Bitterblue has sex once; it's barely described, but there's mention of her taking birth control afterward. There's also kissing among couples and at a raucous party and some discussion about those who know what they're doing in bed.


Pretty sparing; one use of "horses--t," a few of "ass," and Bitterblue says "balls" when she's exasperated.

Drinking, Drugs & Smoking

One character often drinks so much that he can't come in to work. Bitterblue and others drink in the storyteller bars, and there's a party with Bitterblue's friends where everyone is drinking a lot.

What parents need to know

Parents need to know that, in this sequel to Graceling, Queen Bitterblue is dealing with the aftermath of her father's long reign. He was a psychopath who tortured, raped, and mutilated his subjects, and Bitterblue slowly uncovers details about these atrocities (just enough to shock; the rest is left to the imagination). That makes the book's other violence -- including near-kidnappings and stabbings, plus a couple of suicides due to madness -- seem quite minor in comparison. There are mentions of some same-sex couples, a heterosexual sex scene that's not really described, and one character who's often too drunk to come to work. As in Kristin Cashore's other books, Graceling and Fire, readers will find in Bitterblue a stand-out heroine who discovers her own strength through plenty of trials and suffering.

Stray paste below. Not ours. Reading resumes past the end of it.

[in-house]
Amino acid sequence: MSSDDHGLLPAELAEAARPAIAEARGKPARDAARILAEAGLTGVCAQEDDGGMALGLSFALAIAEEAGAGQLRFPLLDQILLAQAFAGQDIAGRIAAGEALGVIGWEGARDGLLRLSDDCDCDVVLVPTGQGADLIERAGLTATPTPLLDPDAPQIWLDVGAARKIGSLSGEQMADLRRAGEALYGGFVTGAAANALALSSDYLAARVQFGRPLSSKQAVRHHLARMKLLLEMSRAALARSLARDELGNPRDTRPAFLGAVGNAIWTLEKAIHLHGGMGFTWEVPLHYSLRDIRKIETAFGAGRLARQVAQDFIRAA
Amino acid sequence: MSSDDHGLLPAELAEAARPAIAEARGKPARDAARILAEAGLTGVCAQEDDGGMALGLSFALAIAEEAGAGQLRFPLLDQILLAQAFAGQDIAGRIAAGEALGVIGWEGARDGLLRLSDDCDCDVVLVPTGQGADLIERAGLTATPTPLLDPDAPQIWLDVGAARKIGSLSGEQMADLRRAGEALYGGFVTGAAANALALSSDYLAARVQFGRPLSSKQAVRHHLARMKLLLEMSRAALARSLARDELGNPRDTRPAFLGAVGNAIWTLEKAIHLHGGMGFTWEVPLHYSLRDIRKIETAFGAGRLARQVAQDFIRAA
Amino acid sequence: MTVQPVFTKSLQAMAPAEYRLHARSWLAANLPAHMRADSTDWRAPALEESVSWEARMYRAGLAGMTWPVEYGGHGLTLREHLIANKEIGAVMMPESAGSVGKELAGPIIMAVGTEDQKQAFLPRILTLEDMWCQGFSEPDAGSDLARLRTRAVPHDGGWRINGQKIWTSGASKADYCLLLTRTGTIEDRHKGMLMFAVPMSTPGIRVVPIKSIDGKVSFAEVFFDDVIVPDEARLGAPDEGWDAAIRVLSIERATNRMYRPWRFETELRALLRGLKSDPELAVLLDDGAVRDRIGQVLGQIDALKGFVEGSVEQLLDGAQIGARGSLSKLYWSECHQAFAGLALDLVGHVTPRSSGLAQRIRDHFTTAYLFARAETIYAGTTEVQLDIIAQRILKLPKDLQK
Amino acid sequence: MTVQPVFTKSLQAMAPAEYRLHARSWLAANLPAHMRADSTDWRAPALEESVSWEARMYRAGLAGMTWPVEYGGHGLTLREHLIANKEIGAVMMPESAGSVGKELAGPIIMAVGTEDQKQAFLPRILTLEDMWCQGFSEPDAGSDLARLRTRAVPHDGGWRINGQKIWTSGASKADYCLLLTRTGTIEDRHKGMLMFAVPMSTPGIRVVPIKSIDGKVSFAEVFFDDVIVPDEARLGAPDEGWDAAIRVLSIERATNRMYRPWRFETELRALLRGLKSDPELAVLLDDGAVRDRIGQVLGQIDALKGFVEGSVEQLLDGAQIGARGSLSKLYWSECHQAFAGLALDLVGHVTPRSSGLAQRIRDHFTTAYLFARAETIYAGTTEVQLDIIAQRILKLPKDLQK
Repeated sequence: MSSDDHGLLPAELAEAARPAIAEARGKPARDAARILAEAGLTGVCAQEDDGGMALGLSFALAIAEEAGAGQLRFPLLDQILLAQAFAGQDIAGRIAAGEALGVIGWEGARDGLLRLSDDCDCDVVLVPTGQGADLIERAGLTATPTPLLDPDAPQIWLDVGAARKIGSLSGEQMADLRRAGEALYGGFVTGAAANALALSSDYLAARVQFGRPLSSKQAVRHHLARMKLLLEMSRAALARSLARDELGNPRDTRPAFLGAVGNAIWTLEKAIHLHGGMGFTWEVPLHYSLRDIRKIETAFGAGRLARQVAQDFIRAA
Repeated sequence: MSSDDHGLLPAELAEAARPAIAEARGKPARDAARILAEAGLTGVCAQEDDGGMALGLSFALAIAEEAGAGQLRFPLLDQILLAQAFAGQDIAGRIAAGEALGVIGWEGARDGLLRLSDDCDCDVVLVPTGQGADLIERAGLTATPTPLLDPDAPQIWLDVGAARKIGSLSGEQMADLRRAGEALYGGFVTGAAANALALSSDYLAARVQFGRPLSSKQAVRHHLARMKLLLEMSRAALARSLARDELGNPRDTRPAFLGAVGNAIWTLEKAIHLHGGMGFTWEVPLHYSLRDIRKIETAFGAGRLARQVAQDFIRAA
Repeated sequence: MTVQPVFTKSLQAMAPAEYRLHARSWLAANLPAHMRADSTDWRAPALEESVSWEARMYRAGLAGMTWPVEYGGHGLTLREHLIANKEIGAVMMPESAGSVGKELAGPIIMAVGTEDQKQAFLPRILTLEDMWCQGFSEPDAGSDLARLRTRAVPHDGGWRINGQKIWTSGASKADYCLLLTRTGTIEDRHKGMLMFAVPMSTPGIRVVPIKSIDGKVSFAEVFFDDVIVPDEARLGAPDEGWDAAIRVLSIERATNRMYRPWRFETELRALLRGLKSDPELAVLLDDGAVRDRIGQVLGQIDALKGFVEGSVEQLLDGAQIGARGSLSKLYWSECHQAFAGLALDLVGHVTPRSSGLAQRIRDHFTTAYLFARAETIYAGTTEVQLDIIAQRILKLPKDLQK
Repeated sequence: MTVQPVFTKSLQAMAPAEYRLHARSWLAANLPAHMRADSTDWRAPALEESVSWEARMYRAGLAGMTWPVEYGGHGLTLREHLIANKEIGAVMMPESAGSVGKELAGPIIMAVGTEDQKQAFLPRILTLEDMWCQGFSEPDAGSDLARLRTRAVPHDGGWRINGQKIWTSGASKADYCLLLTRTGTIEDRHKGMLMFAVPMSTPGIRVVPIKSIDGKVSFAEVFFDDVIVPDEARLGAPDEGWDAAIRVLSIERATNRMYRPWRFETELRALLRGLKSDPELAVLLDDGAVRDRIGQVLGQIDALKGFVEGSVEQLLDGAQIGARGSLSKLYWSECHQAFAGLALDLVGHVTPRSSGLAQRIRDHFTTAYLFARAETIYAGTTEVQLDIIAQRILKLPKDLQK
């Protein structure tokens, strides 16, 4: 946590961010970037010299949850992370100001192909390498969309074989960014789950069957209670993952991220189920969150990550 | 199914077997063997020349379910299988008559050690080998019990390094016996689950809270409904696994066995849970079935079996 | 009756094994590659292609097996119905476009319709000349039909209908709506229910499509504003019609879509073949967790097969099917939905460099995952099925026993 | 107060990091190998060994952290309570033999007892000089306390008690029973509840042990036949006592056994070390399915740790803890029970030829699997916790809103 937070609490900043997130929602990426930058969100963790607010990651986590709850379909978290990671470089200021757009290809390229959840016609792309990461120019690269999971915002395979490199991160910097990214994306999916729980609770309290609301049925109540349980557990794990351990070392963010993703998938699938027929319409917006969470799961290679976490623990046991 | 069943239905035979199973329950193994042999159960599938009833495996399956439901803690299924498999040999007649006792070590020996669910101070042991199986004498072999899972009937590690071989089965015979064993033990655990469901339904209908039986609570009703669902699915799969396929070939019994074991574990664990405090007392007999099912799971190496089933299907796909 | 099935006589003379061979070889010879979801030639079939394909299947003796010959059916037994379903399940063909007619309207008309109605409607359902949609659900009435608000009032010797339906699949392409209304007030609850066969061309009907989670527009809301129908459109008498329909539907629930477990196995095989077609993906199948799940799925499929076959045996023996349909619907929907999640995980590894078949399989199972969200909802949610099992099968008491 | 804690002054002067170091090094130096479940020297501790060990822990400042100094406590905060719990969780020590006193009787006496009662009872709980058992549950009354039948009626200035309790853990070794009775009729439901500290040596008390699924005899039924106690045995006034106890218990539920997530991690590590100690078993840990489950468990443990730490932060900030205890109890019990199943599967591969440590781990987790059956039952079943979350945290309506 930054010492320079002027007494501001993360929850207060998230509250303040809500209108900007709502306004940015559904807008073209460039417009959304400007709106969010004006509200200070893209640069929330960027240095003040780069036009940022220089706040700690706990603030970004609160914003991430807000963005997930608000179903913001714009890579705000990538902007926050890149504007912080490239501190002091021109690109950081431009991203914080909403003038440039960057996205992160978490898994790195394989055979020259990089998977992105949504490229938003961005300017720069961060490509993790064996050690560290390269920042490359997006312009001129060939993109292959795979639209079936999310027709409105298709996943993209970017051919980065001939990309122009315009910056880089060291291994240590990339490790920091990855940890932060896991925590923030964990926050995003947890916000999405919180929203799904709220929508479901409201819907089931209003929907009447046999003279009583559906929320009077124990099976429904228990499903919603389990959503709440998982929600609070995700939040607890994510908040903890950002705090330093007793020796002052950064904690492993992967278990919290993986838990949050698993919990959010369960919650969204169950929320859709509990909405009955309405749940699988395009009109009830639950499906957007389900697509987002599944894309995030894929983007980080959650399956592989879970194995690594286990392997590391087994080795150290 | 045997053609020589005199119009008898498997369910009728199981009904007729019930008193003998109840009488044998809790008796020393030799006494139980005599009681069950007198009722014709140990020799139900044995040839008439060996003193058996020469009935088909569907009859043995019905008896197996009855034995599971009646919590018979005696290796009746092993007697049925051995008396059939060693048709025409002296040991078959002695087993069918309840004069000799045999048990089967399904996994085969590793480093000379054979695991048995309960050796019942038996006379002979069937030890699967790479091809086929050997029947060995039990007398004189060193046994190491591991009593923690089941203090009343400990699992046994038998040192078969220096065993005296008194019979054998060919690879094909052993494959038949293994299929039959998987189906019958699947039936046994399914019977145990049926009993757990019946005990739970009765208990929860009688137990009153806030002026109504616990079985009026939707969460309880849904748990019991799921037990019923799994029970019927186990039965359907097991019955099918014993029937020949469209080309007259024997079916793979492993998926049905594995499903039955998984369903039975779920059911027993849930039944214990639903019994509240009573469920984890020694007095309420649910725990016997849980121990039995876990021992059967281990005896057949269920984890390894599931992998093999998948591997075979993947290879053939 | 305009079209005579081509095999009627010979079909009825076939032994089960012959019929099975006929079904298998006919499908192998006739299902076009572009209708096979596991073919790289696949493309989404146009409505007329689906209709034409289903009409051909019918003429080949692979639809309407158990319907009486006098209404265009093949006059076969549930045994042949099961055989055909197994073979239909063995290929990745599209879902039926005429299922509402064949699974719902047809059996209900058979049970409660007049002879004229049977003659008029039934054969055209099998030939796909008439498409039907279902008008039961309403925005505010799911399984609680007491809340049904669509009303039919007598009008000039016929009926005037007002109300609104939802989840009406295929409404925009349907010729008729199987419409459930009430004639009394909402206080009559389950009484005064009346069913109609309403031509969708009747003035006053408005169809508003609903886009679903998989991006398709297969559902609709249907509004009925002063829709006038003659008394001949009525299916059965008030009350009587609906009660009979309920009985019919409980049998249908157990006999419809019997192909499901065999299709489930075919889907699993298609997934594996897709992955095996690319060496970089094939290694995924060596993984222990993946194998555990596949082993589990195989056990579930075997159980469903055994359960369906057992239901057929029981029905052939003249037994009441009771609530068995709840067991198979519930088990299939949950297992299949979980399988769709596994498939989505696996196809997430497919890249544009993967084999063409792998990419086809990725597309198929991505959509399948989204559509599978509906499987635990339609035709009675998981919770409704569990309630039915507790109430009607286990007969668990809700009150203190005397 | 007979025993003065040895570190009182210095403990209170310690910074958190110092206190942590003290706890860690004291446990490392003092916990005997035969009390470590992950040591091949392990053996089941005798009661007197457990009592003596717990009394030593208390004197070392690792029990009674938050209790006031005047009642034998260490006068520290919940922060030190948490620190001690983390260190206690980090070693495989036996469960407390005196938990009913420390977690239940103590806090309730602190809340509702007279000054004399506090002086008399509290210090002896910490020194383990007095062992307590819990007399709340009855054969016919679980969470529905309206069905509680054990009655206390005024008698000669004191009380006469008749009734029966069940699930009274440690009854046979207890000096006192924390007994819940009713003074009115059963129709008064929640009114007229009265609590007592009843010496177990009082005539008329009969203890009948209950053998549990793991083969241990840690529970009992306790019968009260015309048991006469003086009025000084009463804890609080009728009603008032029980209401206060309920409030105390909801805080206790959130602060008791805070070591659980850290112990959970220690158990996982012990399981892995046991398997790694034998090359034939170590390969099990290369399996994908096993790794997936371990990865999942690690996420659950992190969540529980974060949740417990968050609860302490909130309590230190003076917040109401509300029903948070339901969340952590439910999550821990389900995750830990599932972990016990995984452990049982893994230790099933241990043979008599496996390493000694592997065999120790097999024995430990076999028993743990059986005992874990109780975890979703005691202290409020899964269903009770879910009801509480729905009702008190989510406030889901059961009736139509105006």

User Reviews

  • Parents say
  • Kids say
Adult Written bySarahKD February 7, 2014

Good Book, Terrifying Bad Guy

I really, really enjoyed this book, and I think Kristin Cashore's books are spectacular reading, especially for young-adult females. Her books feature stro... Continue reading
Adult Written byAntigonet August 7, 2012

Tough subject, lovely writing, great strong young female role model

The third in the Graceling universe, this book follows the story of Bitterblue, the a teenage queen. Unlike Cashire's other novels, the setting here is sm... Continue reading
Kid, 11 years old April 2, 2016
I am 11 when I read it, some part of the sexual assault scared me. And the killing and suicde scare me a lot. But it have a nice storyline and a really good mys... Continue reading
Teen, 15 years old Written byGracedIslandAngel February 11, 2013

Great book but to much SEX!!!

Graceling and Fire were great books. my only problems with them was the sex, but in the first two books(Graceling and Fire) the sex parts are not very detailed.... Continue reading